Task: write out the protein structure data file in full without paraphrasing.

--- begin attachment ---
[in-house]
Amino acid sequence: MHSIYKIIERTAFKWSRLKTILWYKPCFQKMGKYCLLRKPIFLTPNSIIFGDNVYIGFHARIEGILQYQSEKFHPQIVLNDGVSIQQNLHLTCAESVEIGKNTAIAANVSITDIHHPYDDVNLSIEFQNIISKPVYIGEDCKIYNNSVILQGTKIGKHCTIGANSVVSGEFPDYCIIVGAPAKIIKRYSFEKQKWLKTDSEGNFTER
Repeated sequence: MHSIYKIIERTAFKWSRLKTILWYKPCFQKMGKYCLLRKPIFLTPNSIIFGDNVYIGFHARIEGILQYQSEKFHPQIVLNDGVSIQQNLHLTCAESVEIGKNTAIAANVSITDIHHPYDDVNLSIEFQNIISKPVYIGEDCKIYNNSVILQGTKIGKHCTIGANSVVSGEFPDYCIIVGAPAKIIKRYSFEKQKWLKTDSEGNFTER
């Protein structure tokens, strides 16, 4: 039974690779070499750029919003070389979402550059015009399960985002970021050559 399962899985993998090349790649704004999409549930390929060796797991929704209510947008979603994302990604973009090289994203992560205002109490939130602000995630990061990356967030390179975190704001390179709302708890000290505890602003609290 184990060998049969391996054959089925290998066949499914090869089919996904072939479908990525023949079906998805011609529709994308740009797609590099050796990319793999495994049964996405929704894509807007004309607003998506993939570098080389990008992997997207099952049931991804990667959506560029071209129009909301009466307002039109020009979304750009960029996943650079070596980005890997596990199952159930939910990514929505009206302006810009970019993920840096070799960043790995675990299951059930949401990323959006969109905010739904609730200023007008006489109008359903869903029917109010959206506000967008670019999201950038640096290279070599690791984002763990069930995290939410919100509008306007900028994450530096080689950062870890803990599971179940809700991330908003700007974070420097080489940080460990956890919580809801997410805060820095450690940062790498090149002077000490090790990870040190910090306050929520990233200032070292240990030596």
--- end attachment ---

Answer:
[in-house]
Amino acid sequence: MHSIYKIIERTAFKWSRLKTILWYKPCFQKMGKYCLLRKPIFLTPNSIIFGDNVYIGFHARIEGILQYQSEKFHPQIVLNDGVSIQQNLHLTCAESVEIGKNTAIAANVSITDIHHPYDDVNLSIEFQNIISKPVYIGEDCKIYNNSVILQGTKIGKHCTIGANSVVSGEFPDYCIIVGAPAKIIKRYSFEKQKWLKTDSEGNFTER
Repeated sequence: MHSIYKIIERTAFKWSRLKTILWYKPCFQKMGKYCLLRKPIFLTPNSIIFGDNVYIGFHARIEGILQYQSEKFHPQIVLNDGVSIQQNLHLTCAESVEIGKNTAIAANVSITDIHHPYDDVNLSIEFQNIISKPVYIGEDCKIYNNSVILQGTKIGKHCTIGANSVVSGEFPDYCIIVGAPAKIIKRYSFEKQKWLKTDSEGNFTER
């Protein structure tokens, strides 16, 4: 039974690779070499750029919003070389979402550059015009399960985002970021050559 399962899985993998090349790649704004999409549930390929060796797991929704209510947008979603994302990604973009090289994203992560205002109490939130602000995630990061990356967030390179975190704001390179709302708890000290505890602003609290 184990060998049969391996054959089925290998066949499914090869089919996904072939479908990525023949079906998805011609529709994308740009797609590099050796990319793999495994049964996405929704894509807007004309607003998506993939570098080389990008992997997207099952049931991804990667959506560029071209129009909301009466307002039109020009979304750009960029996943650079070596980005890997596990199952159930939910990514929505009206302006810009970019993920840096070799960043790995675990299951059930949401990323959006969109905010739904609730200023007008006489109008359903869903029917109010959206506000967008670019999201950038640096290279070599690791984002763990069930995290939410919100509008306007900028994450530096080689950062870890803990599971179940809700991330908003700007974070420097080489940080460990956890919580809801997410805060820095450690940062790498090149002077000490090790990870040190910090306050929520990233200032070292240990030596």